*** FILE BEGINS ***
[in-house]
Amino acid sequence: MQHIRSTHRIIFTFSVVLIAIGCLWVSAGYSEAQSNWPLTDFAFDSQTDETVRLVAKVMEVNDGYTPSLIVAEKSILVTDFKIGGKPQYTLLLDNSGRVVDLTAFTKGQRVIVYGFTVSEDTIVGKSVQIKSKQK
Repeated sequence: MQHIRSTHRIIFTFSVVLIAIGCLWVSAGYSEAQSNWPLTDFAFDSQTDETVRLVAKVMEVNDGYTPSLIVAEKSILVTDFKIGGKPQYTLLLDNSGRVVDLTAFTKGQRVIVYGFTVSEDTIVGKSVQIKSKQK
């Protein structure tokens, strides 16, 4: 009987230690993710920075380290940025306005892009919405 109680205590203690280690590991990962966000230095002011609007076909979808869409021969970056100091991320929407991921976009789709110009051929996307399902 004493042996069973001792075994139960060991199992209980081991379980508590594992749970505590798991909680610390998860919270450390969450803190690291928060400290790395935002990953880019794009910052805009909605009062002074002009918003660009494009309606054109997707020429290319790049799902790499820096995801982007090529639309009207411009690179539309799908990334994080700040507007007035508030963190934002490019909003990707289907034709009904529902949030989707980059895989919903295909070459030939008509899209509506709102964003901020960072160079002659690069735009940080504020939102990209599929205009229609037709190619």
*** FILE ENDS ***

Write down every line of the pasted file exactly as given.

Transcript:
[in-house]
Amino acid sequence: MQHIRSTHRIIFTFSVVLIAIGCLWVSAGYSEAQSNWPLTDFAFDSQTDETVRLVAKVMEVNDGYTPSLIVAEKSILVTDFKIGGKPQYTLLLDNSGRVVDLTAFTKGQRVIVYGFTVSEDTIVGKSVQIKSKQK
Repeated sequence: MQHIRSTHRIIFTFSVVLIAIGCLWVSAGYSEAQSNWPLTDFAFDSQTDETVRLVAKVMEVNDGYTPSLIVAEKSILVTDFKIGGKPQYTLLLDNSGRVVDLTAFTKGQRVIVYGFTVSEDTIVGKSVQIKSKQK
């Protein structure tokens, strides 16, 4: 009987230690993710920075380290940025306005892009919405 109680205590203690280690590991990962966000230095002011609007076909979808869409021969970056100091991320929407991921976009789709110009051929996307399902 004493042996069973001792075994139960060991199992209980081991379980508590594992749970505590798991909680610390998860919270450390969450803190690291928060400290790395935002990953880019794009910052805009909605009062002074002009918003660009494009309606054109997707020429290319790049799902790499820096995801982007090529639309009207411009690179539309799908990334994080700040507007007035508030963190934002490019909003990707289907034709009904529902949030989707980059895989919903295909070459030939008509899209509506709102964003901020960072160079002659690069735009940080504020939102990209599929205009229609037709190619």